Social workers have been trying for months to piece together the life story of the man, found in February, with only a few belongings in his possession and identification naming his as Michael Thomas Boatwright.
USA Today reported on Saturday that when the man awoke last week from his unconscious state in hospital in Palm Springs, nurses had difficulty in understanding anything the man said. Understandably so, since he could only converse in Swedish, insisting that his name was Johan Ek and remembering nothing about his previous life.
"The guy Michael — it wasn't me. I'm still Johan," he told social workers through a translator. "When I look at my photos, I see my ex-wife and my son, my mother and grandmother. But I don't recognize them. I don't know them," he added.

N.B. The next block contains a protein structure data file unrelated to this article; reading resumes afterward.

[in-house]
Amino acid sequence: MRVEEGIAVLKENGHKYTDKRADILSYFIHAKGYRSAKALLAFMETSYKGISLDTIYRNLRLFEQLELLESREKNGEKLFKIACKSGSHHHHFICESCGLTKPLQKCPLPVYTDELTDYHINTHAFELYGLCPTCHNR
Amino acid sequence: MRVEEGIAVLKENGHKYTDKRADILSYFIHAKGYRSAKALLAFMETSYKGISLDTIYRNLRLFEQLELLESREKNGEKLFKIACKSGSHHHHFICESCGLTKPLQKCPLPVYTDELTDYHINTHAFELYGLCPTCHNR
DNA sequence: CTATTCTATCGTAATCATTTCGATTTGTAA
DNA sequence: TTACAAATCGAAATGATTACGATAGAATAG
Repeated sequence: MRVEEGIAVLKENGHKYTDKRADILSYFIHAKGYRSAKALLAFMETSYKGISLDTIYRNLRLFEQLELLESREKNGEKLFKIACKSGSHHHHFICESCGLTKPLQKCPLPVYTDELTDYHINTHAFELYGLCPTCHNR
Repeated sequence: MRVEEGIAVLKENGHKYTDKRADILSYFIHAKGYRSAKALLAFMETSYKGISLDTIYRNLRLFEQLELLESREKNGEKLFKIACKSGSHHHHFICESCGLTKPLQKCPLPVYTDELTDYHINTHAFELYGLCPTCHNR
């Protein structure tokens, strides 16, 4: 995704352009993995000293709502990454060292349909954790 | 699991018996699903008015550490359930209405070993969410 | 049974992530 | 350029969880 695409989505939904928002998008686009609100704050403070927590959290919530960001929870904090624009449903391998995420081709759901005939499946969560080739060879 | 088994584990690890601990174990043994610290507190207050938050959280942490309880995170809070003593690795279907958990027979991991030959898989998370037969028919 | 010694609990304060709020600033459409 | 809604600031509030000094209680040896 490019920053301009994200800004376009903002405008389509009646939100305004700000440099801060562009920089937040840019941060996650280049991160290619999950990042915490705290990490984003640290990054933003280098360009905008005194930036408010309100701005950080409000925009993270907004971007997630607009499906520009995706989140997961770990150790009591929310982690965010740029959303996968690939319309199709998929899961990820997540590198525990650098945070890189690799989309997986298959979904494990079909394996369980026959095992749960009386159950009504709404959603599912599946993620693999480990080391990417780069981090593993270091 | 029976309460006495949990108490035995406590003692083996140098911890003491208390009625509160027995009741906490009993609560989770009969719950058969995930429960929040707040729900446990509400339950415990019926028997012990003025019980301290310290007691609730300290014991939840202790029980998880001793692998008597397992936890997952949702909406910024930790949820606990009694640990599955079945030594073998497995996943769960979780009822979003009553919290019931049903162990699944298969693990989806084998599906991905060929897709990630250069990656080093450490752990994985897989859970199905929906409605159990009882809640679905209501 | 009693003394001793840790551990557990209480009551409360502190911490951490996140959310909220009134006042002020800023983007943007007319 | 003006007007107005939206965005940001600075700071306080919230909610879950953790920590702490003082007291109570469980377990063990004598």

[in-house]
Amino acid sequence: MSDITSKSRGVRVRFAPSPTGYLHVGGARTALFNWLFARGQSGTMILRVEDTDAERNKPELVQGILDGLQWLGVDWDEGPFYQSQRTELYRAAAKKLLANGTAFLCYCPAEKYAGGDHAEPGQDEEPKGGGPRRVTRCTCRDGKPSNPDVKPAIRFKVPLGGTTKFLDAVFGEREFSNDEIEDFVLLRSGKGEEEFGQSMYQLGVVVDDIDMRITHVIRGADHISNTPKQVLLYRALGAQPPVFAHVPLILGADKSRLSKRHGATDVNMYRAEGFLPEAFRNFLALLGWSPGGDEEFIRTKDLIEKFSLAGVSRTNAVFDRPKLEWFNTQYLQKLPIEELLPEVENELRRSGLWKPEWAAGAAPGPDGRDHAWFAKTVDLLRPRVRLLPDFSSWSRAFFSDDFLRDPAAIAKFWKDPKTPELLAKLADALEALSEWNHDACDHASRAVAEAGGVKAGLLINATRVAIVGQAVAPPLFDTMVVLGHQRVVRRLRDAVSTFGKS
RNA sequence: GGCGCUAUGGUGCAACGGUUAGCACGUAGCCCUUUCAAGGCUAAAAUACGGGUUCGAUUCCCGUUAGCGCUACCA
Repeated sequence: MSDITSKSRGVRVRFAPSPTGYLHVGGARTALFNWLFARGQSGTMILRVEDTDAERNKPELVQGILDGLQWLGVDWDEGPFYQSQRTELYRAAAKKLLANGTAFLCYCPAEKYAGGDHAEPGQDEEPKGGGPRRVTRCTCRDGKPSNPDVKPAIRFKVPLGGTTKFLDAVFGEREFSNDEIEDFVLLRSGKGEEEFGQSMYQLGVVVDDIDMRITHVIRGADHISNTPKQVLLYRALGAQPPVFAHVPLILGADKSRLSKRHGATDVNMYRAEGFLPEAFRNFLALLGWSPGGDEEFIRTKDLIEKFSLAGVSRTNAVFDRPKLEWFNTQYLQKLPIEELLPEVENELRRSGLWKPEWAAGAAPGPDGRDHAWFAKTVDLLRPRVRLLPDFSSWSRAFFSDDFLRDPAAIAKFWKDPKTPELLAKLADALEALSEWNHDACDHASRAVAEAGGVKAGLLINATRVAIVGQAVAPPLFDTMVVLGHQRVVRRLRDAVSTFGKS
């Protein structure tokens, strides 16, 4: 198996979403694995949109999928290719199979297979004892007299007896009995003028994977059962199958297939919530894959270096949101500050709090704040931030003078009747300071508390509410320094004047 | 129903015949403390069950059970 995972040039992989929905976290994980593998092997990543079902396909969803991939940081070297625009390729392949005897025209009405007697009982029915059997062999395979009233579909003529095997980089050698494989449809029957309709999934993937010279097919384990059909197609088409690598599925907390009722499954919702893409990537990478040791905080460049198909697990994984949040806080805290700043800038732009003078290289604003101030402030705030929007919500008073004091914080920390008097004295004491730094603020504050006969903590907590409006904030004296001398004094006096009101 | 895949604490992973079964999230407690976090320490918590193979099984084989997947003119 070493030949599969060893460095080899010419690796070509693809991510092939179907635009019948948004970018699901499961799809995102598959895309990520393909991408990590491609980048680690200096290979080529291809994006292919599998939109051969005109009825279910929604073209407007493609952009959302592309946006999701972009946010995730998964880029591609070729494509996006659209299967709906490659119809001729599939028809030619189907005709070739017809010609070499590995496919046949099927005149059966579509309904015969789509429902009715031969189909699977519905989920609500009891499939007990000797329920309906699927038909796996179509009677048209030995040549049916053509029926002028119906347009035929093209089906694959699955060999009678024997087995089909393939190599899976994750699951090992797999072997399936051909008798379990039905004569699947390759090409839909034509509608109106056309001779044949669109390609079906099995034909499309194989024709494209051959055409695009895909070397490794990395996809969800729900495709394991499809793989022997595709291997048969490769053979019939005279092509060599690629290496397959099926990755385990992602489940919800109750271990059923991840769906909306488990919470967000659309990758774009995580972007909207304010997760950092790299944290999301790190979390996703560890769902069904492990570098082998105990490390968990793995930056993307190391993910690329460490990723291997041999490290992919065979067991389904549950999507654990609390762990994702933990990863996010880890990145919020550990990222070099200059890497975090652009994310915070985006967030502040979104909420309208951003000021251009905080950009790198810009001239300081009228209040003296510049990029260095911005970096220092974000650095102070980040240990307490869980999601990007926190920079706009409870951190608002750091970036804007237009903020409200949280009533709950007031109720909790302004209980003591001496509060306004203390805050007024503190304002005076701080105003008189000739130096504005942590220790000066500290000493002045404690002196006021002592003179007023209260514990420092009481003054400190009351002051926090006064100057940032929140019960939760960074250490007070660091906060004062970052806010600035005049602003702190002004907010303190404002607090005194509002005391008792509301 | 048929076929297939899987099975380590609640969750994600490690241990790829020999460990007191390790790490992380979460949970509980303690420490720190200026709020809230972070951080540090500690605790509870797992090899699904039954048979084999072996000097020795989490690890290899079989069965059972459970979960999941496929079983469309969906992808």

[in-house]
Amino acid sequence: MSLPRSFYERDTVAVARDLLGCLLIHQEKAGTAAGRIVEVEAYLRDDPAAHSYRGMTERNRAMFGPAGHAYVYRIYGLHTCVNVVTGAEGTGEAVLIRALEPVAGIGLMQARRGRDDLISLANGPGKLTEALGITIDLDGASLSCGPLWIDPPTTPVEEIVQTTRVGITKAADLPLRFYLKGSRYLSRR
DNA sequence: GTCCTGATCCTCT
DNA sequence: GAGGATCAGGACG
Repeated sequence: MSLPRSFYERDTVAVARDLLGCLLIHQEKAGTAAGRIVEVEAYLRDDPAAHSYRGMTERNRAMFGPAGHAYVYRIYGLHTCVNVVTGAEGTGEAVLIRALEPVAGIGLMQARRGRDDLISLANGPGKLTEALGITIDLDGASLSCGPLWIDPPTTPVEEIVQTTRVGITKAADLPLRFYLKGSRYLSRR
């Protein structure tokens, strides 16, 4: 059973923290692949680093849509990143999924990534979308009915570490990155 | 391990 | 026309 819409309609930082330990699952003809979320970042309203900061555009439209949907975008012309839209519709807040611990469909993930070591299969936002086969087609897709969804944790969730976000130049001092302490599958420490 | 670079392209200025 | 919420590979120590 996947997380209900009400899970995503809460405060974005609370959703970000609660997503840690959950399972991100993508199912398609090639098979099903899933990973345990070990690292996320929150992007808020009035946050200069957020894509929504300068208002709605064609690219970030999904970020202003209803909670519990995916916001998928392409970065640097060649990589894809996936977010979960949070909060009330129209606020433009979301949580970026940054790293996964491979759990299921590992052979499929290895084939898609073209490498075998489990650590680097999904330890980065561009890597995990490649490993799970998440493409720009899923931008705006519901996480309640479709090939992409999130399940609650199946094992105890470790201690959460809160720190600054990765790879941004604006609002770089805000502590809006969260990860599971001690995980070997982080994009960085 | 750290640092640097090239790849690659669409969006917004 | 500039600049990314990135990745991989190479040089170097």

Doctors have made a diagnosis of transient global amnesia - a condition related to memory loss that is usually triggered by emotional or physical trauma.
According to his driving license, the man was born in Florida yet investigations have led further afield to time he spent living in China and Japan. Social workers made contact with a local Swedish-American organization, whose members are providing a translation service for the man. Member Viola Wyler has spoken at length in Swedish with Boatwright in an attempt to trigger his memory.
"All of the events that he talked about, he has never been involved in it; he always feels that he was looking in," Wyler said, adding that she believed the man could have been in Sweden in the mid-1980s. Since she cannot pinpoint a regional accent, she believes he either learned the language later in life or has not used it for a number of decades.
With no no insurance, no income and only $180 in his pocket, the Swedish-speaking man with no memory is proving a headache for hospital staff. Boatwright, meanwhile, has insisted he was not faking his condition.
"Walk in my shoes for one day," he said. "You'll experience the nightmare of a lifetime."
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